Partially in response to Tyler Clementi’s suicide last September, New Jersey has passed “the Anti-Bullying Bill of Rights,” the country’s strictest anti-bullying law.
It goes into effect today, and will be implemented over the next few days as students return to the classroom across the state. But are its demands on schools unrealistic?
The New York Times offers a rundown of what’s expected:
Each school must designate an antibullying specialist to investigate complaints; each district must, in turn, have an antibullying coordinator; and the State Education Department will evaluate every effort, posting grades on its Web site. Superintendents said that educators who failed to comply could lose their licenses…
The law also requires districts to appoint a safety team at each school, made up of teachers, staff members and parents, to review complaints. It orders principals to begin an investigation within one school day of a bullying episode, and superintendents to provide reports to Trenton twice a year detailing all episodes. Statewide, there were 2,846 such reports in 2008-9, the most recent year for which a total was available.
New Jersey school districts have already spent more than $259,000 on anti-bullying training manuals and DVDs alone—and probably hundreds of thousands more on additional workshops, lesson plans , posters and other resources.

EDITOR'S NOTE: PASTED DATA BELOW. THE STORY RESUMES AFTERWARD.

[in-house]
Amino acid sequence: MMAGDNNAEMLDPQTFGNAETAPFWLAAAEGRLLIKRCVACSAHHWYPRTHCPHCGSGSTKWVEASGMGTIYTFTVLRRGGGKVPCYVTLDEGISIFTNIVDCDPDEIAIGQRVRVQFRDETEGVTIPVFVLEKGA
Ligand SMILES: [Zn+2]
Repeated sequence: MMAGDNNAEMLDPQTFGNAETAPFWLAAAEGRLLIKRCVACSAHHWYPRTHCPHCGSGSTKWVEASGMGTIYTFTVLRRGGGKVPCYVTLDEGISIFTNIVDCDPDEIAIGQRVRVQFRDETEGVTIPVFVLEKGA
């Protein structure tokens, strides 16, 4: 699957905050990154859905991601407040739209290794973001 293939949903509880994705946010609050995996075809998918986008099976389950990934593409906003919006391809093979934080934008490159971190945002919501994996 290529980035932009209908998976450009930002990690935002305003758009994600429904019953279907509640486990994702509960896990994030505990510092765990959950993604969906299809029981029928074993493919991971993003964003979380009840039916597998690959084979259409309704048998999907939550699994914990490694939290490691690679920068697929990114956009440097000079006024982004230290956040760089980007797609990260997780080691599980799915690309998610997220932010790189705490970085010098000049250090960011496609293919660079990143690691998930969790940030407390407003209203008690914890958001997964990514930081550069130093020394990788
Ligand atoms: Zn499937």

Most schools will simply appoint their current counselors and social workers to serve as the new anti-bullying “specialists,” but do these employees have the time and experience to thoroughly investigate and write reports on each incident?
And will holding schools legally responsible for bullying invite unwarranted complaints and lawsuits from students and parents?
Unlike Minnesota’s Anoka-Hennepin School District, which seems to value neutrality over addressing anti-LGBT attitudes head-on, New Jersey should be commended for taking the issue so seriously. But we need to ask administrators and teachers whether they can reasonably achieve this wide-ranging law’s goals. At least one of them doesn’t think so:
“I think this has gone well overboard,” Richard G. Bozza, executive director of the New Jersey Association of School Administrators, said. “Now we have to police the community 24 hours a day. Where are the people and the resources to do this?”
So does the law go too far or—in a world where social media enables bullies to torment their victims long after they leave the lunchroom—not far enough?